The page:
Alcohol use disorder can have far-reaching effects on the families of those who drink, especially for children.1 With about 15 million people in the United States struggling with alcohol use disorder, nearly 7.5 million children are exposed to the effects of alcoholism at home.23,24 These children are at greater risk for developing a variety of issues, including substance use, mental and behavioral health disorders, child maltreatment, child welfare involvement, and problems in relationships.1,24
Learn more about whether alcoholism is genetic, how alcoholism affects children, characteristics of children of alcoholics, risk factors among children of alcoholics and support for children of alcoholics.
How Does Alcoholism Affect Children?
When a child has a parent with alcohol use disorder, they may develop unhealthy coping skills and be at greater risk for an array of issues during childhood and as adults.1,6,7 Behavioral issues, mental health disorders, relationship issues, and substance abuse disorders can occur in children of alcoholics, affecting them both as children, adolescents and adults.1,8,9
Children of alcoholics are also 3 to 4 times more likely to develop AUD than those without alcoholic parents.2,8 Exposure to drinking or substance abuse in the home encourages early experimentation in children.25 In contrast, children whose parents sought addiction treatment were shown to thrive.25
Children who grow up in a household where one or both parents has alcohol use disorder may experience a chaotic and unstable living environment, inconsistent parenting, frequent arguments between the parents, abandonment, or unpredictable behavior.1 They may also witness domestic violence and are more likely to experience neglect or physical, sexual, and/or psychological abuse than children of parents without alcoholic parents.1,6 Law enforcement or social service agencies may become involved in some cases, which can be scary or upsetting to children.7
Alcoholism frequently becomes a central issue that contributes to dysfunction within the family system but can also turn into something that family members work hard to keep as a secret within the family unit.1 Children may feel responsible for their parents or siblings and find themselves behaving more like a parent, especially if their parent is often absent or unable to function.8 Fear, shame, anger, guilt, and denial are commonly experienced emotions for family members, including children.1,8 Children of alcoholics may experience anxiety, depression, or difficulty trusting people.8
Heavy alcohol use during pregnancy can cause a child to be born with fetal alcohol spectrum disorders, which can cause facial abnormalities and problems with coordination, balance, movement, learning, memory, attention, and verbal communication.9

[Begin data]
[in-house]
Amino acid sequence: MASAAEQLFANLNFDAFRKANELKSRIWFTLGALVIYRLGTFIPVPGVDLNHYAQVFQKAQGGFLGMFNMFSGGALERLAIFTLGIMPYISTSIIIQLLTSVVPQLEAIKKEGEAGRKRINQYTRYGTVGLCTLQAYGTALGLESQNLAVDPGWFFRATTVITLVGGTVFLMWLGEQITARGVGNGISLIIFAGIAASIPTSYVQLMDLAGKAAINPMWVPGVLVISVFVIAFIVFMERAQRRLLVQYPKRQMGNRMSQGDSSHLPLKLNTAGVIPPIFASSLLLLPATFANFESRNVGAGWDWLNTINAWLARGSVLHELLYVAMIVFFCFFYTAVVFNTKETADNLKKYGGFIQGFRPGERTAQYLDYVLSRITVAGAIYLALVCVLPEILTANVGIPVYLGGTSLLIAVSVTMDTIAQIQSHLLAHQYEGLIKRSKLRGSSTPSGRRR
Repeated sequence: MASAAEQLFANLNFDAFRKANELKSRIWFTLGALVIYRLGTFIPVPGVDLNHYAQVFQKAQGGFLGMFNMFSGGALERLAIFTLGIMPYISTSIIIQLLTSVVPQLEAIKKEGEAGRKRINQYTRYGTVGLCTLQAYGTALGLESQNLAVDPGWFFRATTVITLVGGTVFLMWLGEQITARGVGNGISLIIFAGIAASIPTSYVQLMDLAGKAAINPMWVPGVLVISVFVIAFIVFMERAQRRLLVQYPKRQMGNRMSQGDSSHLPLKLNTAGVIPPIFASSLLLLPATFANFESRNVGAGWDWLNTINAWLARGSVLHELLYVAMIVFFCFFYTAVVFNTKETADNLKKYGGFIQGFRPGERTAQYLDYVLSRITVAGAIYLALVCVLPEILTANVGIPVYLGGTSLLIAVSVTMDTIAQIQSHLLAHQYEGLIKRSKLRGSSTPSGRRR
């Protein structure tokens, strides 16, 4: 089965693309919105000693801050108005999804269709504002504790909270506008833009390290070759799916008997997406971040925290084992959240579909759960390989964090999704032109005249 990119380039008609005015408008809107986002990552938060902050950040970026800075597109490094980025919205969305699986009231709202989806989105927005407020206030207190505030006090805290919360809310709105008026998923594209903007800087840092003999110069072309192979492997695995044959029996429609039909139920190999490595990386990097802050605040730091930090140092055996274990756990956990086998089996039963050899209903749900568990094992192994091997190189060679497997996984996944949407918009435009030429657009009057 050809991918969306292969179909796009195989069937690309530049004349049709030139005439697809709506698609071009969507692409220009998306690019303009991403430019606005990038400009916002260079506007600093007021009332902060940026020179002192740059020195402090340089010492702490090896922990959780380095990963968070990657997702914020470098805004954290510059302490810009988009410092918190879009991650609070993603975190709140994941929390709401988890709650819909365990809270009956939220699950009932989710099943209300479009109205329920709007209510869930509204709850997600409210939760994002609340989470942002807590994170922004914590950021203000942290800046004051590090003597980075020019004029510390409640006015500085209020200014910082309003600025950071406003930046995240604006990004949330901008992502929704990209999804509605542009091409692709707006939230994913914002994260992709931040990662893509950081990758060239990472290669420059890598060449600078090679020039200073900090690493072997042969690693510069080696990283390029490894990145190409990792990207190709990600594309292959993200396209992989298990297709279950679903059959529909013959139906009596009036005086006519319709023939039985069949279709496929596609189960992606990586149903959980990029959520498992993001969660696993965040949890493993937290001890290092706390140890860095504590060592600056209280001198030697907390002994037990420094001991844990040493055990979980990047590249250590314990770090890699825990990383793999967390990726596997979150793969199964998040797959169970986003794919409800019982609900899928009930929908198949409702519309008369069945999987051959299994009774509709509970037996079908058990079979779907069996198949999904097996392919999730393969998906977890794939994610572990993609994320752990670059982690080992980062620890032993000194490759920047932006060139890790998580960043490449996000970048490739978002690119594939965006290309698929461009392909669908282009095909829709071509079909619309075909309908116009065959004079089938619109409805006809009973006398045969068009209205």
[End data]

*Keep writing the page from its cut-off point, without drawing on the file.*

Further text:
Children of people with alcohol use disorder may act out in various ways, including:8
- Behavioral issues, like shoplifting or fighting.
- Excessive absences or lateness at school.
- Isolating from peers.
- Struggling in school.
- Substance abuse.
- Suicidal thoughts or attempts.
- Symptoms of depression.
Characteristics of Children of Alcoholics
While each child is different and responds in their own way to alcoholism in the home, certain characteristics are frequently seen in children with alcoholic parents.7,8 These characteristics can appear during childhood or adolescence and often persist through a person’s lifetime.
Children who take on a parenting role often accept more responsibilities than other children and base their self-worth on helping others.7,10,11 This type of person may put a lot of effort into being successful at anything they do, often striving for perfectionism.7,8 This can be a way to get attention in a way they may not be able to at home, or it can be an attempt at exerting control over an area of their life that they are able to.7,11 Often, people in this group experience feelings of guilt, have unrealistic expectations, and are excessively self-critical.7,10
Growing up with a parent with an alcohol use disorder can cause adolescents and adult children to be hypervigilant when interacting with others.7 They may be guarded when communicating and especially sensitive to criticism or conflict, whether actual or perceived.7,11 It can be difficult to put trust into other people when a parent isn’t always trustworthy.8,11
Children growing up in alcoholic homes may internalize what occurs and become anxious, especially if they worry about a parent or the situation at home.8,10 If their home life is unstable or there is a lot of fighting or domestic violence, this can also contribute to anxiety.8
Children of alcoholics may struggle with low self-esteem, passivity, fear of rejection, and depressive symptoms. They may avoid close relationships due to fear of abandonment and have poor school performance.10,11